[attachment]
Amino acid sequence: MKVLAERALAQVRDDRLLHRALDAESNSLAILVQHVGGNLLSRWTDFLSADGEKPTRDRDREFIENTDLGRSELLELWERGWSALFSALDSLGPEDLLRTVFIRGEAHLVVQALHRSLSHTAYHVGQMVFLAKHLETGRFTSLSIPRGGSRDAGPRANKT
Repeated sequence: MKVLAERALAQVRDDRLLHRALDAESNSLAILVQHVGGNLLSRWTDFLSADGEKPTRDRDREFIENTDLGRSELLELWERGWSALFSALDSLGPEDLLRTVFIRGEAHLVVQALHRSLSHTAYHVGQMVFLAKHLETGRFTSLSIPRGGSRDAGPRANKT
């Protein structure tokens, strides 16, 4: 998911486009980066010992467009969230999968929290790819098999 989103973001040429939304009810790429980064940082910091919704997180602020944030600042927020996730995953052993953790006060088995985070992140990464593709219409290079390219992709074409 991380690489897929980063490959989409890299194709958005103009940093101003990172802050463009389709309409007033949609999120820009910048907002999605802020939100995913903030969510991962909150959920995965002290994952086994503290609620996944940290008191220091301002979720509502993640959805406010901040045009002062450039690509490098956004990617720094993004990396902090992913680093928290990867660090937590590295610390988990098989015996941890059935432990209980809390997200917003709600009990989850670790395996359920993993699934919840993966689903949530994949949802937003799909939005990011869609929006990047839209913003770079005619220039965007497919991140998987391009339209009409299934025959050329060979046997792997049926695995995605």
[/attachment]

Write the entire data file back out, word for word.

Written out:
Amino acid sequence: MKVLAERALAQVRDDRLLHRALDAESNSLAILVQHVGGNLLSRWTDFLSADGEKPTRDRDREFIENTDLGRSELLELWERGWSALFSALDSLGPEDLLRTVFIRGEAHLVVQALHRSLSHTAYHVGQMVFLAKHLETGRFTSLSIPRGGSRDAGPRANKT
Repeated sequence: MKVLAERALAQVRDDRLLHRALDAESNSLAILVQHVGGNLLSRWTDFLSADGEKPTRDRDREFIENTDLGRSELLELWERGWSALFSALDSLGPEDLLRTVFIRGEAHLVVQALHRSLSHTAYHVGQMVFLAKHLETGRFTSLSIPRGGSRDAGPRANKT
């Protein structure tokens, strides 16, 4: 998911486009980066010992467009969230999968929290790819098999 989103973001040429939304009810790429980064940082910091919704997180602020944030600042927020996730995953052993953790006060088995985070992140990464593709219409290079390219992709074409 991380690489897929980063490959989409890299194709958005103009940093101003990172802050463009389709309409007033949609999120820009910048907002999605802020939100995913903030969510991962909150959920995965002290994952086994503290609620996944940290008191220091301002979720509502993640959805406010901040045009002062450039690509490098956004990617720094993004990396902090992913680093928290990867660090937590590295610390988990098989015996941890059935432990209980809390997200917003709600009990989850670790395996359920993993699934919840993966689903949530994949949802937003799909939005990011869609929006990047839209913003770079005619220039965007497919991140998987391009339209009409299934025959050329060979046997792997049926695995995605």